Dr. Sabine Stanley is a Bloomberg Distinguished Professor at Johns Hopkins University in the Department of Earth & Planetary Sciences and the Space Exploration Sector of the Applied Physics Lab (APL). She directs the Magnetism and Planetary Interiors (MagPI) research group at Hopkins, which is centered on understanding planetary interior processes and evolution. This includes investigating magnetic field generation, which provides important information about the thermal history of a planet, its interior structure, and the fluid motions occurring in the core. Additional research and outreach efforts of the MagPI group include:
- working on the Mars InSight mission, using marsquakes to study the interior of the red planet;
- using the Iridium Constellation of Communication Satellites to track fast changes in Earth’s magnetic field;
- investigating Saturn’s and Jupiter’s dynamos and the role of helium rain in these planets’ interiors; and
- understanding the effects of superionic water on the dynamos of Uranus and Neptune.
- engagement with education researchers, artists, and the public in order to create impactful, accessible science content; the HEMI/MICA Extreme Arts program pairs artists from MICA with faculty at Johns Hopkins to explore unique perspectives on extreme events (more details).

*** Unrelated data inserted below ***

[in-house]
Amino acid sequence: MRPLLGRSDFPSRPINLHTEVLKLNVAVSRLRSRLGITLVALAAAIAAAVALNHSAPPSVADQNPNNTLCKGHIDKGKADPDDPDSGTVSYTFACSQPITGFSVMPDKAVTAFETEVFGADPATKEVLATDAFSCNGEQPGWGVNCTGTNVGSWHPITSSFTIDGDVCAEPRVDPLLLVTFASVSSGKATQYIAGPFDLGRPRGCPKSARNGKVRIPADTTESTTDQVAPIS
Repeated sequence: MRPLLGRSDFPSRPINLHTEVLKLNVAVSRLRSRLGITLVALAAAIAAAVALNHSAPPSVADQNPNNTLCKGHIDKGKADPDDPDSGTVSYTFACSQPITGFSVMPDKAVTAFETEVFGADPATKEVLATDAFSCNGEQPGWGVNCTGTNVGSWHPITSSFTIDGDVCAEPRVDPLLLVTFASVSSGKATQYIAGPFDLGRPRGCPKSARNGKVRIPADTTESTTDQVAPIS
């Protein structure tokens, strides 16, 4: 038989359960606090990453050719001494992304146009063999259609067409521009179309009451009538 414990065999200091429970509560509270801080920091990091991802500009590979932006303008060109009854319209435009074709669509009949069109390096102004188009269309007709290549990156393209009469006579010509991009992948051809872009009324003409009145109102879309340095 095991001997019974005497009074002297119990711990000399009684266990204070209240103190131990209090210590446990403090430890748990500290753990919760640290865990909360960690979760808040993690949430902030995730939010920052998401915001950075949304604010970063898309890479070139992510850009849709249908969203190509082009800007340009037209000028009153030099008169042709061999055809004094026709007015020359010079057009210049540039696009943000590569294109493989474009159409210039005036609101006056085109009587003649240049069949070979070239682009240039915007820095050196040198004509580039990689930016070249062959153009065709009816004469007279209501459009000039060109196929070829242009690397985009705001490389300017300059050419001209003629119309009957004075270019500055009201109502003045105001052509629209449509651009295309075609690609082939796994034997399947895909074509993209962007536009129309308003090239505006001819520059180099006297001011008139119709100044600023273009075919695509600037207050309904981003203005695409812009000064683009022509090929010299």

Dr. Stanley received her B.Sc. degree in Physics and Astronomy from the University of Toronto, and M.A. and Ph.D. degrees in Geophysics from Harvard University. Prior to joining Johns Hopkins, she was a Postdoctoral Researcher at MIT from 2004-2005 and a Professor at the University of Toronto from 2005-2017. She has received the William Gilbert Award of the American Geophysical Union, and a Sloan Research Fellowship, among other distinctions and honors.
J.D. Talasek, Director, Cultural Programs of the National Academy of Sciences is the creator and moderator for the monthly salon DASER (DC Art Science Evening Rendezvous) held at the NAS, part of the LASER network. He has served on the faculty at Johns Hopkins University in the Museum Studies Master’s Program, and on the Contemporary Art and Science Committee (CASC) at the Smithsonian’s National Museum of Natural History. He is the art advisor for Issues in Science and Technology Magazine and was the Art and Design Advisor for the National Academies Keck Futures Initiative based in Irvine, CA from 2015-2017. Talasek has served as a board member of Leonardo/ International Society for Art Science and Technology, and chaired the LASER committee that coordinates more than forty art/sci salons around the world.